Finds in the Late Iron Age tradition from the Roman graves of Viminacium

The former Roman city and the legionary fort Viminacium lie under the fields of the modern villages of Stari Kostolac and Drmno, at the right Mlava bank, some 15 km to the north of Požarevac in Eastern Serbia. Viminacium was the capital of the Roman province of Upper Moesia (Moesia Superior) and also an important military stronghold at the northern border of the empire. During pre-Roman times, this area was inhabited by a mixed population, consisting of Celts and of a native Illyrian ethnic group, called by a common name of Scordisci. During the 1st century AD, the Dacians also inhabited this area. Until now, among numerous Viminacium graves (some 14,000), nineteen graves were specified as carriers of either Celtic-Scordiscian or Dacian Late Iron Age tradition. This number is surely bigger but by now, only about a thousand graves were published. “S”-profiled bowls were considered main features of graves with a Celtic-Scordiscian tradition, while Dacian pots were considered main features of graves with a Dacian Late Iron Age tradition. The paper deals with the finds themselves, but also with possible gender determinations of the deceased buried in these graves and with their social and economic status within the Roman society of Viminacium.

The population of Aquae Balissae (Pannonia Superior)

Aquae Balissae, known from the written and epigraphic sources also as ‘res publica Iasorum’ and ‘municipium Iasorum’, was a Roman town that developed in the territory of the Pannonian-Celtic tribe Iasi, situated between the rivers Drava and Sava in northern Croatia (Roman Pannonia Superior). The written sources mentioning this town are scanty, and so is the archaeological evidence, leaving the urbanism and architecture of Aquae Balissae practically at the level of a broad sketch. The evidence of stone monuments is not substantial either, but is quite variegated in terms of both the categories of monuments and artistic renderings. It therefore represents the main source for the research of the town’s population. In this paper a cross section of the population of Aquae Balissae has been attempted through a selection of stone monuments stemming from the town’s presumed ager and containing either an inscription alone or a combination of a relief and inscription. Of a total of 20 monuments nine are funerary, seven votive, and four honorary. They are here discussed in terms of the three most important aspects of the population of Aquae Balissae: (1) social status (the relationship between the civilians and military); (2) religious worship; (3) ethnic and geographical origin (the relationship between the local inhabitants and immigrants). Due to the limited evidence, the analyses produced here remain in the realm of indications rather than final conclusions.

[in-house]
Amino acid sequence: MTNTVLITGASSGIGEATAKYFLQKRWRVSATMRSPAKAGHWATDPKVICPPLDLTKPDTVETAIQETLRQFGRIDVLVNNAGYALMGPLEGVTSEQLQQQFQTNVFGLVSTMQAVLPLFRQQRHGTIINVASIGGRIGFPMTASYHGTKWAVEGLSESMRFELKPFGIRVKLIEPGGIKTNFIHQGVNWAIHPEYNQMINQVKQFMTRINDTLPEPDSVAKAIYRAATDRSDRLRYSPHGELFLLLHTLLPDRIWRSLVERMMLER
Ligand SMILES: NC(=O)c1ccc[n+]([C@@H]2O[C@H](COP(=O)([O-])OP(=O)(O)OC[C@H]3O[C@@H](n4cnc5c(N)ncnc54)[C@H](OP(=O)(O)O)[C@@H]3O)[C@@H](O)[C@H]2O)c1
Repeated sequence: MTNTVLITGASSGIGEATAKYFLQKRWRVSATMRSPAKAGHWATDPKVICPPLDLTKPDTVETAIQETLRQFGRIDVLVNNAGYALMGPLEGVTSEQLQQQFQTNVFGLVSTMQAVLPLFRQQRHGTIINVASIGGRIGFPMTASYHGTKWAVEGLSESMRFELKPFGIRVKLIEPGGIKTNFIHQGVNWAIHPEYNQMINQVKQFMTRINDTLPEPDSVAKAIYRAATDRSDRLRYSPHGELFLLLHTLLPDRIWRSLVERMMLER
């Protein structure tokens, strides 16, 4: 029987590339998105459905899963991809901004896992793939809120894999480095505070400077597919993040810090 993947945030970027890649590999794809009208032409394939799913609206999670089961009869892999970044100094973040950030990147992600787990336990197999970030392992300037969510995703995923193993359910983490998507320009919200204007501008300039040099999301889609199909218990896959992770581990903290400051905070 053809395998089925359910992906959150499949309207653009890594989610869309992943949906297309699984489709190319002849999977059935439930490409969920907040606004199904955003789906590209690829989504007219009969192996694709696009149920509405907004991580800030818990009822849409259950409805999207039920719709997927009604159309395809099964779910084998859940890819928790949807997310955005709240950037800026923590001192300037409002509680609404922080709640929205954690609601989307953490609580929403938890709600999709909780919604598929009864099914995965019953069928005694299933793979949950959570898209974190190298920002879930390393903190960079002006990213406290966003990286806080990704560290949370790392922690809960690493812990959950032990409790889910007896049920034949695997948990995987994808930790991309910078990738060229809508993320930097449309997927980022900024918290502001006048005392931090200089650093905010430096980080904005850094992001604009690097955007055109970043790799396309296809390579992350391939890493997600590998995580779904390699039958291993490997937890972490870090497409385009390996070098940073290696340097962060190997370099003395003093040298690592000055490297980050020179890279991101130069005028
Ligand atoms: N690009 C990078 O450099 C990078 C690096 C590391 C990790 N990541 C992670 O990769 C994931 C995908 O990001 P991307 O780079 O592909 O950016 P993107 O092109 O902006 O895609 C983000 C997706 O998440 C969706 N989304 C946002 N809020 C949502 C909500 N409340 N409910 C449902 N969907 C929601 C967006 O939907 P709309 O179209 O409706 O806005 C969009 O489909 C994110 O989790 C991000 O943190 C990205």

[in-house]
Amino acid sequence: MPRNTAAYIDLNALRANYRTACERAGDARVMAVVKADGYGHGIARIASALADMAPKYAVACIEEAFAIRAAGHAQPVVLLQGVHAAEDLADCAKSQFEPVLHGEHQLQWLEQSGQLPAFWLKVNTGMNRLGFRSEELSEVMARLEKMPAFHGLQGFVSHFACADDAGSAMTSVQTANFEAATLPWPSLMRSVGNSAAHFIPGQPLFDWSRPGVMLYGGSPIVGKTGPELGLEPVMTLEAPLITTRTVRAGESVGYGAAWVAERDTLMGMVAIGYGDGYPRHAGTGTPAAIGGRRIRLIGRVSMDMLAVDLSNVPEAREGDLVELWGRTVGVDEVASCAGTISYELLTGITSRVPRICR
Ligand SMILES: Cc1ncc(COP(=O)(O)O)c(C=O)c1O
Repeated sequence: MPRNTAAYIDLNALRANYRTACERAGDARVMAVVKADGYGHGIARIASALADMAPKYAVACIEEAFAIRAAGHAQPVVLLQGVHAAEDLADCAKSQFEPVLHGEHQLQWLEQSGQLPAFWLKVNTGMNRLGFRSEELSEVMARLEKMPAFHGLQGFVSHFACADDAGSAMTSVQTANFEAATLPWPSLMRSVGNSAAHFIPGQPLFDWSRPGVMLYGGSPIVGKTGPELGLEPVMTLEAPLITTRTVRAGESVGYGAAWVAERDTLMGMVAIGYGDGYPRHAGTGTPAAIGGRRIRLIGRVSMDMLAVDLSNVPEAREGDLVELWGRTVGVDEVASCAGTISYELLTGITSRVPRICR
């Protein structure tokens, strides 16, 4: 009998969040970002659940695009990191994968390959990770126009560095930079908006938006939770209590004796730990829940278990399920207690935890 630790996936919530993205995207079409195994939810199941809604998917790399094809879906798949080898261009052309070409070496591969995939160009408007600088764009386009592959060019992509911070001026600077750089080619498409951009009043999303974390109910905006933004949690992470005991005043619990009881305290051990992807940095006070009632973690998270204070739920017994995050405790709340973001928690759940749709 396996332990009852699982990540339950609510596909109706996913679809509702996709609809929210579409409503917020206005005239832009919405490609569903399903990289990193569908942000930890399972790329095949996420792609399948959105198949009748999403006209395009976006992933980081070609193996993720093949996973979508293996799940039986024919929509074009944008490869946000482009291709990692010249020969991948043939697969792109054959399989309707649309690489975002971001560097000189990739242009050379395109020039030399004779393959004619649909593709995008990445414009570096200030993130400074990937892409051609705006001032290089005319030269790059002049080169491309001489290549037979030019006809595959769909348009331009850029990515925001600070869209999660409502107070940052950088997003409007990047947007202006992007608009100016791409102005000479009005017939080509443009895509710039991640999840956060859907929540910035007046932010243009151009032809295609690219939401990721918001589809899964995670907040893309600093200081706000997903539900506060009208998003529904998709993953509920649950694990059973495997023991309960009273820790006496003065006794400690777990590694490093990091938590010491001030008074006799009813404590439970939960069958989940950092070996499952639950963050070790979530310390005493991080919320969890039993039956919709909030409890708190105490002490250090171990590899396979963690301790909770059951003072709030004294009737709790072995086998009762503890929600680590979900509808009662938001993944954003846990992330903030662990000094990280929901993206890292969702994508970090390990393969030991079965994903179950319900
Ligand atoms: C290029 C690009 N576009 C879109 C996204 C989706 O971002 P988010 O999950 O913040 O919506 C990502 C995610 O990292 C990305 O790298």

A note on the nomenclature of the Thracian veterans

The author analyses the importance of the tribe in nomenclature of Thracian veterans. Despite its introduction probably in pre-provincial time, when part of the provincial elite gained Roman citizenship and therefore Roman names, a practice which continued decades after the establishment of the new province, it seems that the Roman tribe system remained unpopular and uncommon in Thrace and more or less isolated. The Roman tribe was used rarely and when used it was either in the nomenclature of the Thracian elite or of non-Thracian veterans settled in Thrace. The inscriptions also reveal that this practice was characteristic for a certain span of time, probably till the time of Hadrian.

Equites singulares Augusti originaires de la province de Dacie: épigraphie, onomastique, iconographie

The epigraphic testimonies left in Rome by the horsemen of the Imperial Guard (equites singulares Augusti) originating from Dacia allow us to question about the socio-cultural origin of these provincials and to make use of the data furnished by this epigraphic dossier (recruitment and career, networks of sociability, onomastics), before inspecting the typology of their funerary iconography.

Population dynamics at the spas of Roman Dacia. Case study: the population of Băile Herculane